My fellow Americans, today, at my instruction, the Justice Department is filing a brief with the Supreme Court. That brief tells the Supreme Court that, in the opinion of this administration, it is unconstitutional and illegal for the universities and colleges to discriminate on the basis of skin color or where someone’s ancestors came from in deciding who is admitted.
I want to say a few words about why I decided to file that brief, and what the brief says and what it doesn’t say, because there is likely to be lot of confusion and misinformation about it.
Many colleges today treat applicants differently depending on their race or ethnicity. In other words, they discriminate. That is not right, and that is not what the phrase “affirmative action” originally meant, and it is not the kind of affirmative action that I or the overwhelming majority of all Americans — black and white, Asian and Latino, Arab American and American Indian — want.
The original meaning of the phrase was to require positive steps — affirmative action — to get rid of the unfairness that had come to permeate many businesses, governments, and other institutions, including colleges. It had another early meaning, too: making sure that everyone was reached out to, not just a few.
Those kinds of affirmative action were and are good, and should be continued. They are what I call “affirmative access.” I would add to that financial aid and other help to reach out to students who need it, no matter what their skin color or ancestry.
But somehow another kind of affirmative action began, too — one that twisted and distorted the original ideal of the civil-rights movement into its exact opposite. That kind of affirmative action was not ending discrimination but using it, the only difference being that there became a new set of victims.
There is no place in 21st-century America for discrimination on the basis of skin color. Any political leader must be clear, consistent, and credible in opposing such bias. I took the lead in condemning the recent remarks of a senator of my own political party for that very reason. And, for exactly that reason, my administration is filing a brief today that supports an end to the new system of racial and ethnic preferences that has, unfortunately, come to honeycomb our colleges and universities. It doesn’t matter whose ox is being gored: Racial and ethnic discrimination is wrong.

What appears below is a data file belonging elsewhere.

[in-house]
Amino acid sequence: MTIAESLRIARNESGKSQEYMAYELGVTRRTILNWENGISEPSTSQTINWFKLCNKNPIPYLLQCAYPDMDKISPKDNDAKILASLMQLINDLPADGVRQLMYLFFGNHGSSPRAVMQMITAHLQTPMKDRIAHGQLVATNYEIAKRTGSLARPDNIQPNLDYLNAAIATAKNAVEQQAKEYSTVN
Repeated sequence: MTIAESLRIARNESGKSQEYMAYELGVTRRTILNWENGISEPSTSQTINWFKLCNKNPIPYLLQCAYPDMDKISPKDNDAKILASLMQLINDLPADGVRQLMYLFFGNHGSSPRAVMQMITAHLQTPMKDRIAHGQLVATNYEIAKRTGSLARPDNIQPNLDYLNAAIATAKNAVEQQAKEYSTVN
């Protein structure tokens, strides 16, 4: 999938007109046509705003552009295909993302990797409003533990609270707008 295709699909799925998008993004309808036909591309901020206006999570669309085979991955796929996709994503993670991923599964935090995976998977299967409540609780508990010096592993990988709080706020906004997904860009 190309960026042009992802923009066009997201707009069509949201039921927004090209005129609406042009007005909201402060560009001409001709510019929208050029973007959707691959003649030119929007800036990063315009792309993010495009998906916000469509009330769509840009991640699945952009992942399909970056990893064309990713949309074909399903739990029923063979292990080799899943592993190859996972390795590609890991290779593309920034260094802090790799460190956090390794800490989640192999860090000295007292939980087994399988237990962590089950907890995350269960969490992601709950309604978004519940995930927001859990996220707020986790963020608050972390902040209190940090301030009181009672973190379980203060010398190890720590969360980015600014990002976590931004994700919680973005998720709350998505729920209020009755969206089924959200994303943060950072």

I think that all Americans would agree that our goal should be to have a society where no one should be favored or penalized because of race or ethnicity. The only question is, Do we follow that principle now, or wait until some unknown, uncertain future day?
I say the time is now. A 17-year-old applying to college today is not a former slave, did not live during the Jim Crow era — he or she has born in 1984, twenty years after the Civil Rights Act of 1964 was passed.
I know that discrimination still exists. But, unfortunately, there will always be some discrimination. And I do not think that the best way to fight bias is with more bias. We have laws on the books that prohibit discrimination, and I pledge to you that I will aggressively enforce them and, where necessary, strengthen them.
Nor do I deny that too many Americans have limited opportunities because of the circumstances into which they are born. Some are members of minority groups and some are not, just as some well-to-do people are members of minority groups and some are not. Some disadvantaged children may be able to trace their circumstances to discrimination, others might not, but, really, what difference does it make whether the unfairness is of one kind or another? No child deserves to be denied an opportunity by any accident of birth, and no child should be left behind.